In a recent interview on TheNervousBreakdown.com, Mazza wrote, “So, a few years ago, I decided to write a book in that wretchedly undercooked—I mean overused—first-person POV, but to do it literally and utterly self-consciously, with every messy piece of baggage first-person provides—yes, provides, allows, offers: Digression (as much as I wanted), self-consciousness (gobs), distance (let’s make it over 2 decades), character duality (who is this person I’m narrating?), self examination (yes, that dirty word exposition), and the story being as much about the writing of the story as what happens in the story.”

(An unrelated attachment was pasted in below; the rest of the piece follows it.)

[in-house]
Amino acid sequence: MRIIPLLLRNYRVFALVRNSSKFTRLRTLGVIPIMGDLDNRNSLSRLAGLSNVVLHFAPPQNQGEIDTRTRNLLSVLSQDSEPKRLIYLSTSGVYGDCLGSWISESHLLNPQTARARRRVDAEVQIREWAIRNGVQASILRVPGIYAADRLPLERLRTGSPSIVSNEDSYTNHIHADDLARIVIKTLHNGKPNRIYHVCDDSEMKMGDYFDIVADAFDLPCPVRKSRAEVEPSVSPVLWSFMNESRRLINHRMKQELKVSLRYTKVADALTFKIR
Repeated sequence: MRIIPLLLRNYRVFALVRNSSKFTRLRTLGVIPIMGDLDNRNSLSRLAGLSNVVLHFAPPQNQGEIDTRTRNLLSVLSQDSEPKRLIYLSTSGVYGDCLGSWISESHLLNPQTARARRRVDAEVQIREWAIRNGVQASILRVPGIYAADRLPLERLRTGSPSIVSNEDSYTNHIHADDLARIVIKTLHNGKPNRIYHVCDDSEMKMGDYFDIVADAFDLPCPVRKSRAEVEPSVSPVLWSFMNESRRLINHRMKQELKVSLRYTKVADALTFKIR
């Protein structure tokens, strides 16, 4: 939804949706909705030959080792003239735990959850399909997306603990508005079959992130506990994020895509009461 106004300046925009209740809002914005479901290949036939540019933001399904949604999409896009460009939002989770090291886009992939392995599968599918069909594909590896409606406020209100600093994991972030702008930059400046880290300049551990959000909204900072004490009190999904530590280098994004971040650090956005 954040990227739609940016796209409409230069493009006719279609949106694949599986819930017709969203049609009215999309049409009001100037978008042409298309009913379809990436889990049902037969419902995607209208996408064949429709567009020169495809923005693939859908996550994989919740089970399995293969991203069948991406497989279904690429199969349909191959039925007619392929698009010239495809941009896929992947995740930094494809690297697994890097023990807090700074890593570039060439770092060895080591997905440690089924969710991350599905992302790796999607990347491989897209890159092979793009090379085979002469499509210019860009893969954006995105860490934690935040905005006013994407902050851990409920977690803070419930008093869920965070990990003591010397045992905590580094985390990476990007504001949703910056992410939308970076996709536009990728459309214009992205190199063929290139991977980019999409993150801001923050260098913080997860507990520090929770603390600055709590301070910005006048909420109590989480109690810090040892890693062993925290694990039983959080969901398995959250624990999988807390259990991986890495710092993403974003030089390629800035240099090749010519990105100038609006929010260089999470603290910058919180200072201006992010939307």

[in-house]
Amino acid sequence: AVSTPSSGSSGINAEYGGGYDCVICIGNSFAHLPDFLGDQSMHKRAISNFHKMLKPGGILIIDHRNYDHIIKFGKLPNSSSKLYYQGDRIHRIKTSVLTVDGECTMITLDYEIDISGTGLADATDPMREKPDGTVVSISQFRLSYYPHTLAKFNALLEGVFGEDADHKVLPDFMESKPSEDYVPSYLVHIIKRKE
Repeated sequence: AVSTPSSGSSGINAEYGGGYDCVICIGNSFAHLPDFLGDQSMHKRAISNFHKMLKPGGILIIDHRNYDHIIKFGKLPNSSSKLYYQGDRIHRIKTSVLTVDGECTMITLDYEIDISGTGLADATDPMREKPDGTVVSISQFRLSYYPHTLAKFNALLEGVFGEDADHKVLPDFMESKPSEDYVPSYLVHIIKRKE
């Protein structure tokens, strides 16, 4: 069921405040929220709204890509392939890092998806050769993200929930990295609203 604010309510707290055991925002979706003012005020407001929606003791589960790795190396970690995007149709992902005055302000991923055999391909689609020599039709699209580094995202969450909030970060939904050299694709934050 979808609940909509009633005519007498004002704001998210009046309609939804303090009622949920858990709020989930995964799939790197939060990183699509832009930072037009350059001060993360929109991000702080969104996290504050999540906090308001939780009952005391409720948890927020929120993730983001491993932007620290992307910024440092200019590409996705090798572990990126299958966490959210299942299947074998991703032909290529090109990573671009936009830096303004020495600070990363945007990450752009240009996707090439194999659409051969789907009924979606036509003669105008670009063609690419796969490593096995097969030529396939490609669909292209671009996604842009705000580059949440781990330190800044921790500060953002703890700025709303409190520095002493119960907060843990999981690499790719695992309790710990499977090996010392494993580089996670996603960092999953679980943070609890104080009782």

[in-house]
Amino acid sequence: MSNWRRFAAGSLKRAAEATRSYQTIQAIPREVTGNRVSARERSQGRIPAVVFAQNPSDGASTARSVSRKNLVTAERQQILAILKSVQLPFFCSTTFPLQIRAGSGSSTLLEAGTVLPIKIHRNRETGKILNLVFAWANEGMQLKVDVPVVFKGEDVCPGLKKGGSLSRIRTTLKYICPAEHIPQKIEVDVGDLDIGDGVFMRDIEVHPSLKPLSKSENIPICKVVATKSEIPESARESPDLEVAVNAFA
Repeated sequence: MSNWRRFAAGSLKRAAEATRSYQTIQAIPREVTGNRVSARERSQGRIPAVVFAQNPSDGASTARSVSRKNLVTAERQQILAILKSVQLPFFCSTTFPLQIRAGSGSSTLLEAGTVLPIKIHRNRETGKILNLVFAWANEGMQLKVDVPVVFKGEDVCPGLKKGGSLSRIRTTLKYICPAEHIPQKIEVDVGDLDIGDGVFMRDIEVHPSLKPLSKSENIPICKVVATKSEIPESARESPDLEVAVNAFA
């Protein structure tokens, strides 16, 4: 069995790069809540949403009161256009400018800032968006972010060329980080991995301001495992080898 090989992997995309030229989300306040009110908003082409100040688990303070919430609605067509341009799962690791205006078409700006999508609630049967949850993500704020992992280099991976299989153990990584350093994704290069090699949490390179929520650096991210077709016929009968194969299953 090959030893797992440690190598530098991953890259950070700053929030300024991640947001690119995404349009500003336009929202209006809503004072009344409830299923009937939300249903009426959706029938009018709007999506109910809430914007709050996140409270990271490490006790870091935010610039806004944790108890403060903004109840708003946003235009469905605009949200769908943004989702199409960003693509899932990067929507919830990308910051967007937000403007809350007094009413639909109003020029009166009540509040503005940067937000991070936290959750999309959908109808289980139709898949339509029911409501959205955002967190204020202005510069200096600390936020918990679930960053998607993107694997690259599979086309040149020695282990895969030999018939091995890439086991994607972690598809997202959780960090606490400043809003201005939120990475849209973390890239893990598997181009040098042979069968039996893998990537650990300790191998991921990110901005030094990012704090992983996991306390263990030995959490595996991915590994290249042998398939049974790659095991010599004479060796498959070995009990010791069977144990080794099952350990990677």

Mazza believes hearing the stories of those around us doesn’t just mean hearing what has happened to them, but also listening to how they’re feeling: “How a character feels about what has happened to her (and around her) can be what happens to her as well,” she writes. Ultimately, Mazza believes first-person narrative, done properly, is another way of giving a voice to women who are shut up or shouted over.
Cris Mazza reads from “Various Men Who Knew Us as Girls” on March 30 at Chicago Cultural Center, 78 East Washington, 6pm (with Gina Frangello, Zoe Zolbrod and Davis Schneiderman) and on April 2 at the Red Rover Reading Series, Outer Space Studio. 3rd floor, 1474 North Milwaukee, 7pm (with Davis Schneiderman and Lidia Yuknavitch) and on April 4 at the Uncalled-For Reading Series, Barbara’s Bookstore, 1218 South Halsted, 6pm (with Lidia Yuknavitch).
“Various Men Who Knew Us as Girls”
By Cris Mazza
Emergency Press, $16, 282 pages